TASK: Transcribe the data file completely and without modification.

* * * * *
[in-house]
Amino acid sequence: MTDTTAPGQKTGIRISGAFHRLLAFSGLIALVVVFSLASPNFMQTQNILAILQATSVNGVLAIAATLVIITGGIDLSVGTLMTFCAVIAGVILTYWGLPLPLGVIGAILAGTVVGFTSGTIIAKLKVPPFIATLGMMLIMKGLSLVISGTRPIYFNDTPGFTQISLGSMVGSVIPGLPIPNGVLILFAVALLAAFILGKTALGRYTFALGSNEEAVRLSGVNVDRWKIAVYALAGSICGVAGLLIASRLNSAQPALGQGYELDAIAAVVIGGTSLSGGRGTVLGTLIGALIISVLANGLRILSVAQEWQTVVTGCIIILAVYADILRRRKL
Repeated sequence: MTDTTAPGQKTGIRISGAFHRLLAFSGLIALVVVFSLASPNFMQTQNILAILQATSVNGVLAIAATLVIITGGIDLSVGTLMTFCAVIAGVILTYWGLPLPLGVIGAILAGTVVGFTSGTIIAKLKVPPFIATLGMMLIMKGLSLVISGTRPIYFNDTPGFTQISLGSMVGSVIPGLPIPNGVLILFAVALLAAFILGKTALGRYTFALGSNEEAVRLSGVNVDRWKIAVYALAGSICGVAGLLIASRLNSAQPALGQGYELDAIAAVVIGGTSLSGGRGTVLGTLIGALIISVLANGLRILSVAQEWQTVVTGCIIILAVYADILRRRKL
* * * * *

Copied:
[in-house]
Amino acid sequence: MTDTTAPGQKTGIRISGAFHRLLAFSGLIALVVVFSLASPNFMQTQNILAILQATSVNGVLAIAATLVIITGGIDLSVGTLMTFCAVIAGVILTYWGLPLPLGVIGAILAGTVVGFTSGTIIAKLKVPPFIATLGMMLIMKGLSLVISGTRPIYFNDTPGFTQISLGSMVGSVIPGLPIPNGVLILFAVALLAAFILGKTALGRYTFALGSNEEAVRLSGVNVDRWKIAVYALAGSICGVAGLLIASRLNSAQPALGQGYELDAIAAVVIGGTSLSGGRGTVLGTLIGALIISVLANGLRILSVAQEWQTVVTGCIIILAVYADILRRRKL
Repeated sequence: MTDTTAPGQKTGIRISGAFHRLLAFSGLIALVVVFSLASPNFMQTQNILAILQATSVNGVLAIAATLVIITGGIDLSVGTLMTFCAVIAGVILTYWGLPLPLGVIGAILAGTVVGFTSGTIIAKLKVPPFIATLGMMLIMKGLSLVISGTRPIYFNDTPGFTQISLGSMVGSVIPGLPIPNGVLILFAVALLAAFILGKTALGRYTFALGSNEEAVRLSGVNVDRWKIAVYALAGSICGVAGLLIASRLNSAQPALGQGYELDAIAAVVIGGTSLSGGRGTVLGTLIGALIISVLANGLRILSVAQEWQTVVTGCIIILAVYADILRRRKL